I have been wondering about the axiom of choice and how it relates to physics. In particular, I was wondering how many (if any) experimentally-verified physical theories require axiom of choice (or well-ordering) and if any theories actually require constructability. As a math student, I have always been told the axiom of choice is invoked because of the beautiful results that transpire from its assumption. Do any mainstream physical theories require AoC or constructability, and if so, how do they require AoC or constructability?
No, nothing in physics depends on the validity of the axiom of choice because physics deals with the explanation of observable phenomena. Infinite collections of sets – and they're the issue of the axiom of choice – are obviously not observable (we only observe a finite number of objects), so experimental physics may say nothing about the validity of the axiom of choice. If it could say something, it would be very paradoxical because axiom of choice is about pure maths and moreover, maths may prove that both systems with AC or non-AC are equally consistent.
Theoretical physics is no different because it deals with various well-defined, "constructible" objects such as spaces of real or complex functions or functionals.
For a physicist, just like for an open-minded evidence-based mathematician, the axiom of choice is a matter of personal preferences and "beliefs". A physicist could say that any non-contractible object, like a particular selected "set of elements" postulated to exist by the axiom of choice, is "unphysical". In mathematics, the axiom of choice may simplify some proofs but if I were deciding, I would choose a stronger framework in which the axiom of choice is invalid. A particular advantage of this choice is that one can't prove the existence of unmeasurable sets in the Lebesgue theory of measure. Consequently, one may add a very convenient and elegant extra axiom that all subsets of real numbers are measurable – an advantage that physicists are more likely to appreciate because they use measures often, even if they don't speak about them.
Rigorous arguments in functional analisis are made much simpler by employing the axiom of choice. As we are free to model our physics in any set theory we like, and any set theory containing ZF contains a model of ZFC, we are entitled to use this simplification without fear of inconsistency. Discarding the axiom of choice would only make concepts and proofs more tedious, without giving any higher degree of assurance of the results.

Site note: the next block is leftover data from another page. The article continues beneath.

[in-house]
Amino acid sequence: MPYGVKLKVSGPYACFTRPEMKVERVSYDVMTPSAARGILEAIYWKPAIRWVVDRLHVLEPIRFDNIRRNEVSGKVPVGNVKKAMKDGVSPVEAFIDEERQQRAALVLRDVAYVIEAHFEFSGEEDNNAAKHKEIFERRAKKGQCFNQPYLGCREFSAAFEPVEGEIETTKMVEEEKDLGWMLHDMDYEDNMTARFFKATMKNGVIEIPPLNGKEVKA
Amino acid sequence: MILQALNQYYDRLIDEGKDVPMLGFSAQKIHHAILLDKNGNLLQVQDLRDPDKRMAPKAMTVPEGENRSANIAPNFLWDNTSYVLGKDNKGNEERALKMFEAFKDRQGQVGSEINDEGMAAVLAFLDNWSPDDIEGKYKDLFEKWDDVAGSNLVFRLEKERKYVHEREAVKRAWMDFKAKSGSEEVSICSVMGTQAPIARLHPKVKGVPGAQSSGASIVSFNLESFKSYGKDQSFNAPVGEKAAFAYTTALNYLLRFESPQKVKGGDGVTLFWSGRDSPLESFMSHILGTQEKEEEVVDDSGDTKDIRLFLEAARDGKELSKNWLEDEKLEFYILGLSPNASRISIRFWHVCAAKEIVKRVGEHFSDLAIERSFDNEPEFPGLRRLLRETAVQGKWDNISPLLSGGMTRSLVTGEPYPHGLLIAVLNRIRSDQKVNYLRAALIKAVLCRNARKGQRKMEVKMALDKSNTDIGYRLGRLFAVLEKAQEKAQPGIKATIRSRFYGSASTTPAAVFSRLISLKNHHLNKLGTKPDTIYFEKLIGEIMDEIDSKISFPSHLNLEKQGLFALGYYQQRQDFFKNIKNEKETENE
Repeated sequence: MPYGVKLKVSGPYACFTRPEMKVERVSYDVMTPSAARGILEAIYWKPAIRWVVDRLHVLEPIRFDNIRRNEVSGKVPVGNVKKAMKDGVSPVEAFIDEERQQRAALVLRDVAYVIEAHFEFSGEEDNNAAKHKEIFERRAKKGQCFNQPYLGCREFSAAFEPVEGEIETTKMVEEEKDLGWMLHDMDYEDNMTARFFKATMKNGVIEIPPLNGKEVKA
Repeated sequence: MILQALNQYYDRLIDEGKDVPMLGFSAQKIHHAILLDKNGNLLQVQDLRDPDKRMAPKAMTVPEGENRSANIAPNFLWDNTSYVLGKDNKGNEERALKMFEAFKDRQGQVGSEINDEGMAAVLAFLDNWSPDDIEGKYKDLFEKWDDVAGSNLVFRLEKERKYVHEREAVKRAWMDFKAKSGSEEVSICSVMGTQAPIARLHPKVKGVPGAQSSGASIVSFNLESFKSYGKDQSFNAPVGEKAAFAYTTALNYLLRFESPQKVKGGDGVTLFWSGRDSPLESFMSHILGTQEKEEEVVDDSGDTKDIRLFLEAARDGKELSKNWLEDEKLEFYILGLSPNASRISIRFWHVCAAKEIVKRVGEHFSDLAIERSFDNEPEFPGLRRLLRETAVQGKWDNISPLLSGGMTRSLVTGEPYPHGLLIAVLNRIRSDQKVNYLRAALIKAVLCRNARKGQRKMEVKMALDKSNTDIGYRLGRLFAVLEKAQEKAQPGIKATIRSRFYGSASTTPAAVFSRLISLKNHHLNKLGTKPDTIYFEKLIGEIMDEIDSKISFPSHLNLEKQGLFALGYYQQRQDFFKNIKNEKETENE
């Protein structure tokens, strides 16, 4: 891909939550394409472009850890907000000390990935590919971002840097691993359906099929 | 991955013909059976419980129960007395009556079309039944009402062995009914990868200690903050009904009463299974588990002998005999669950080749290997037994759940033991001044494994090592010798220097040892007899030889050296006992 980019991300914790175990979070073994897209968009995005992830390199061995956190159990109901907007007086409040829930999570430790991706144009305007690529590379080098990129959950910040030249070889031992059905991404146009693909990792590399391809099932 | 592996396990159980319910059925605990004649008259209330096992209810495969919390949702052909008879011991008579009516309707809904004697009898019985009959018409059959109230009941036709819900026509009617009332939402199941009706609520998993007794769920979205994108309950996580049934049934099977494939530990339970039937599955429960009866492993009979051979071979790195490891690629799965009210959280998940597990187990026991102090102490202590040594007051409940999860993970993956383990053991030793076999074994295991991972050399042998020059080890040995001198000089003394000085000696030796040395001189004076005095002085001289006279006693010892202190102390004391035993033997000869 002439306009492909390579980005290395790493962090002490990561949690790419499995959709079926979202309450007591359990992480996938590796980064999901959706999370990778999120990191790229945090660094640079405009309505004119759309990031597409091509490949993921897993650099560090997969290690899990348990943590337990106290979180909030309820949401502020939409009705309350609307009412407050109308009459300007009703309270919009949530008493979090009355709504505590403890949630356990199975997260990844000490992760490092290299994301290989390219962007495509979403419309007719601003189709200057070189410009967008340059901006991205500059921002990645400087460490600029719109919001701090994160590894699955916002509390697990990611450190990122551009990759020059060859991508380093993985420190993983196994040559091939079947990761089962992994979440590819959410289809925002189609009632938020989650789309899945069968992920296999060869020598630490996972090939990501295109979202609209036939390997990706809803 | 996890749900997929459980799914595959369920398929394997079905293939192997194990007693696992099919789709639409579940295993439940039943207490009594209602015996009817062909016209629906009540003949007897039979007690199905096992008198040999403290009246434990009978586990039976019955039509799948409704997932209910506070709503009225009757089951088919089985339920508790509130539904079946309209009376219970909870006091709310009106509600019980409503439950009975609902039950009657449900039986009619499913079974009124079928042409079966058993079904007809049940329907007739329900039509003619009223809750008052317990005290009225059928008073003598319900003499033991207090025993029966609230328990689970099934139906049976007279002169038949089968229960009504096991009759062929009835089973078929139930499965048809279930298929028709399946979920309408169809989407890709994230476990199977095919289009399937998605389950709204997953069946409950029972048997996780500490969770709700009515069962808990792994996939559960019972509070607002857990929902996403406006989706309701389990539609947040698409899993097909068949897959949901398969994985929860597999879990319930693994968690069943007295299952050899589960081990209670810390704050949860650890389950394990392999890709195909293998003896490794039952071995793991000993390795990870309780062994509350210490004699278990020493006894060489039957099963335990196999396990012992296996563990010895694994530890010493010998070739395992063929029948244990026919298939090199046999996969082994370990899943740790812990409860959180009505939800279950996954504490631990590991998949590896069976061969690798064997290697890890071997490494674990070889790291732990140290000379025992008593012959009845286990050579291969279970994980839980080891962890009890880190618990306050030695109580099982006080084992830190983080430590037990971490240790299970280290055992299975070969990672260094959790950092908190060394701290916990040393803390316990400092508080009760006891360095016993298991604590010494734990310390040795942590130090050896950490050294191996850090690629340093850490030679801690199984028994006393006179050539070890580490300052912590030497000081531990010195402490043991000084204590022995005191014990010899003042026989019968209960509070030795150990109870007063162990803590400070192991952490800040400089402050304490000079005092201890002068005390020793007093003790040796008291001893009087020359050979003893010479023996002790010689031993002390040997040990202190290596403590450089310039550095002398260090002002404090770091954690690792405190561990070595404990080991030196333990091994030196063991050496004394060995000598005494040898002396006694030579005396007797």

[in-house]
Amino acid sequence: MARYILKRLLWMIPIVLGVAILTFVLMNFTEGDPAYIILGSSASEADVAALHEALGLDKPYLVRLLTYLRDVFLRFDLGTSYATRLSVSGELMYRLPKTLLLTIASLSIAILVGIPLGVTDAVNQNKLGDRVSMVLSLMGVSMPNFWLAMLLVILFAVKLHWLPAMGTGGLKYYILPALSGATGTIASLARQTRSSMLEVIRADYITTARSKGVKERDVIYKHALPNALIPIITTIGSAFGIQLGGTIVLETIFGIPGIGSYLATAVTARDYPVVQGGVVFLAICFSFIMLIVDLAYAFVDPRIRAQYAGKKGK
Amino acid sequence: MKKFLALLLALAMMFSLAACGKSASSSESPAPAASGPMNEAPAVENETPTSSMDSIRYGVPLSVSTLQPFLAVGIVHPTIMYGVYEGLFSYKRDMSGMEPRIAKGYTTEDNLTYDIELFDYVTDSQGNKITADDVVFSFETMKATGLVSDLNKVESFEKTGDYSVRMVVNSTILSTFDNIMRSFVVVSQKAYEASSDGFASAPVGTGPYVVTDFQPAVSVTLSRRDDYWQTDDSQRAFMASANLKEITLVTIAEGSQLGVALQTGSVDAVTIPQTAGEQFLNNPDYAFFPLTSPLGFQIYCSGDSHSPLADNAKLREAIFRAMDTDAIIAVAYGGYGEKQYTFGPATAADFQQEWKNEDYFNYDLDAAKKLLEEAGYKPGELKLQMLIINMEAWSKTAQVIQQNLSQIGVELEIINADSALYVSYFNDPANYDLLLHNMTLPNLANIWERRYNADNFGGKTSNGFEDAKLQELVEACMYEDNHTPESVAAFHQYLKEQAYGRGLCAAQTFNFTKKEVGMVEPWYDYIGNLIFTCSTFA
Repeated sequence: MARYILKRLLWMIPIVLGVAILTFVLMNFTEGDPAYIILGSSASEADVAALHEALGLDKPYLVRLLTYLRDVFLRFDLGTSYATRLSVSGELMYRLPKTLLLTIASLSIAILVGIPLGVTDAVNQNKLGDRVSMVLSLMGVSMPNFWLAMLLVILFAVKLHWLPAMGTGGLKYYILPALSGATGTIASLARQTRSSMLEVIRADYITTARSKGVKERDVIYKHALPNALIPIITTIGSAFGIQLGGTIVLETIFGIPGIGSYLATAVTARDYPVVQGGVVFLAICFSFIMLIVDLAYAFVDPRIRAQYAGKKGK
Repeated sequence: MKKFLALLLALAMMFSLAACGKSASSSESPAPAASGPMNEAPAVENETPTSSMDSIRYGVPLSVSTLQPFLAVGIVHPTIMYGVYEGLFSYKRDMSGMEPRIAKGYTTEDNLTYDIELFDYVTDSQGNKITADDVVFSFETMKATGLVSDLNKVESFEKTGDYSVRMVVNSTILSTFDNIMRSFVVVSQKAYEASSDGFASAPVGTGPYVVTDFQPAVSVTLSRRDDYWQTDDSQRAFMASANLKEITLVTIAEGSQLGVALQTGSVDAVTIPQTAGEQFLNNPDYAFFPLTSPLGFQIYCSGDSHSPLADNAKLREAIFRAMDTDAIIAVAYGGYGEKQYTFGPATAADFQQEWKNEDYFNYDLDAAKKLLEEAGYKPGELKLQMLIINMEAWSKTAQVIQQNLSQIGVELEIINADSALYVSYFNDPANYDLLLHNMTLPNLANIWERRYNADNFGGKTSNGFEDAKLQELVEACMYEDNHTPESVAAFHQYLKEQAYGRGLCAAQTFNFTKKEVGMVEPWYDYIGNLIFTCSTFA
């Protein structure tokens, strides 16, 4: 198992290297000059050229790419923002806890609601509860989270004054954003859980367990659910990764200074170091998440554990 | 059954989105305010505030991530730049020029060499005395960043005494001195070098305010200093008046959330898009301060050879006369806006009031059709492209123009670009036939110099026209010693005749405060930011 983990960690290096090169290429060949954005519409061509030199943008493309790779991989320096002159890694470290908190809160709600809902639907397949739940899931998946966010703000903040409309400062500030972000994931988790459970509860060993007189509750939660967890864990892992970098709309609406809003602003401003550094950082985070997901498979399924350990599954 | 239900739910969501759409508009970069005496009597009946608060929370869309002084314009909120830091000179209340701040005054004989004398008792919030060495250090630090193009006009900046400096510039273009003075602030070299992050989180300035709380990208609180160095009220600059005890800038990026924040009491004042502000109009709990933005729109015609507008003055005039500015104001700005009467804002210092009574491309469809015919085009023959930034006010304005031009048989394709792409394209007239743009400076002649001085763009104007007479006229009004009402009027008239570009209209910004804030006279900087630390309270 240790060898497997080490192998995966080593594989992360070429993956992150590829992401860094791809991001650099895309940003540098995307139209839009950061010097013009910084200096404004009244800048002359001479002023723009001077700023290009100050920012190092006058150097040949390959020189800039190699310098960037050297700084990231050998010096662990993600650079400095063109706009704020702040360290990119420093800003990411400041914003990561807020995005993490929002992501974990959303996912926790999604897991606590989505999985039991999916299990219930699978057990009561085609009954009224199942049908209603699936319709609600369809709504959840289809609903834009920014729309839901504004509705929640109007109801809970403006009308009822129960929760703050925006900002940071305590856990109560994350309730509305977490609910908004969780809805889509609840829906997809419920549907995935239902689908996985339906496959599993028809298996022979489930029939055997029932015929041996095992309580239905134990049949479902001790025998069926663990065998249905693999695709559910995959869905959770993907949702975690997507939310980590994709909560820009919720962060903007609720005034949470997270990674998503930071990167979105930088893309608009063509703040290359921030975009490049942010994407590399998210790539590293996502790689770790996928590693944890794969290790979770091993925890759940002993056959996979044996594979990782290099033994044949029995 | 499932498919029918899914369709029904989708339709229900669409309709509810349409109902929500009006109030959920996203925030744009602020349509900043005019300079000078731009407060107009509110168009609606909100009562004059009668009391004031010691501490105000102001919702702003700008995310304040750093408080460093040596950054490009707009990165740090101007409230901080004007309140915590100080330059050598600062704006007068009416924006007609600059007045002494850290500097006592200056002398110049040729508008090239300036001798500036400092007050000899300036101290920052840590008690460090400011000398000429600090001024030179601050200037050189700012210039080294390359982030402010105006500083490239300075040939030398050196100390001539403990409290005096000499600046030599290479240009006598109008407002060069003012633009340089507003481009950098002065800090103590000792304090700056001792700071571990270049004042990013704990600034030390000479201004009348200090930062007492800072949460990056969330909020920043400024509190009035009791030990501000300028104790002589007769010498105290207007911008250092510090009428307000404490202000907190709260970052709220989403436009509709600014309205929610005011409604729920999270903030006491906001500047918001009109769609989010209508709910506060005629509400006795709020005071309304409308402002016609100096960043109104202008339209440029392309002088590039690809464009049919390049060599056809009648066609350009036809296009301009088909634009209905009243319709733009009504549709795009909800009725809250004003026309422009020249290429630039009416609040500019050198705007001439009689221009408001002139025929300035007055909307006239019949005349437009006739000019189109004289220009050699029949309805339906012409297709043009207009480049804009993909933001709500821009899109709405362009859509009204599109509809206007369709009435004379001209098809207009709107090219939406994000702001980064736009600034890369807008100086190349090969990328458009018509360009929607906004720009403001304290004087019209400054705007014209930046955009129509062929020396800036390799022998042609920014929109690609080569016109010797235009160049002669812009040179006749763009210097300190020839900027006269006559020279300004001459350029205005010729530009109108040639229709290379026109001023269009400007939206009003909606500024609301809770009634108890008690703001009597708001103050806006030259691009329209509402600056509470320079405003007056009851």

For example, the standard proof of the spectral theorem for self-adjoint operators depends on the axiom of choice, I believe, and much in mathematical physics depends on the spectral theorem.
On the other hand, already on the level of theoretical physics, one often replaces scrupulously integral by finite sums, takes limits irrespective of their mathematical existence, and employs lots of other mathematically dubious trickery to get quickly at the results.
So on this level of reasoning, nothing depends on subtilities that make a difference only when one begins to care about precise definitions and arguments in the presence of infinity.
The textbook formulation of functional analysis depends on the axiom of choice, eg via Hahn-Banach.
This means that discarding the axoim of choice will break the textbook formulation of quantum mechanics as well. However, as we're dealing with (separable) Hilbert spaces, there exists countable bases and we should be able to replace the axiom of choice with a less 'paradox' alternative like the Solovay model and still get the right physics.
The full Hahn-Banach theorem cannot be recovered, though, as it implies the existence of an unmeasurable set.
The following paper may be of interest:
The abstract is as follows:
Also relevant is the fact that classical analysis doesn't require much more than dependent choice, which is consistent with "All sets of reals are Lebesgue measurable". However the combination of the two statements requires a stronger assumption as a theory (inaccessible cardinals).
What does baffle me, however, with physicists that have strong objections to the Banach-Tarski paradox, that it makes much less sense that a set can be partitioned into strictly more [non-empty] parts than elements. And that is a consequence of having all sets Lebesgue measurable.
So while you may sleep quietly knowing that you cannot partition an orange into five parts and combining the parts into two oranges (thus solving world hunger), you have an equally disturbing problem. You can cut out a line [read: the real numbers] into more parts than points.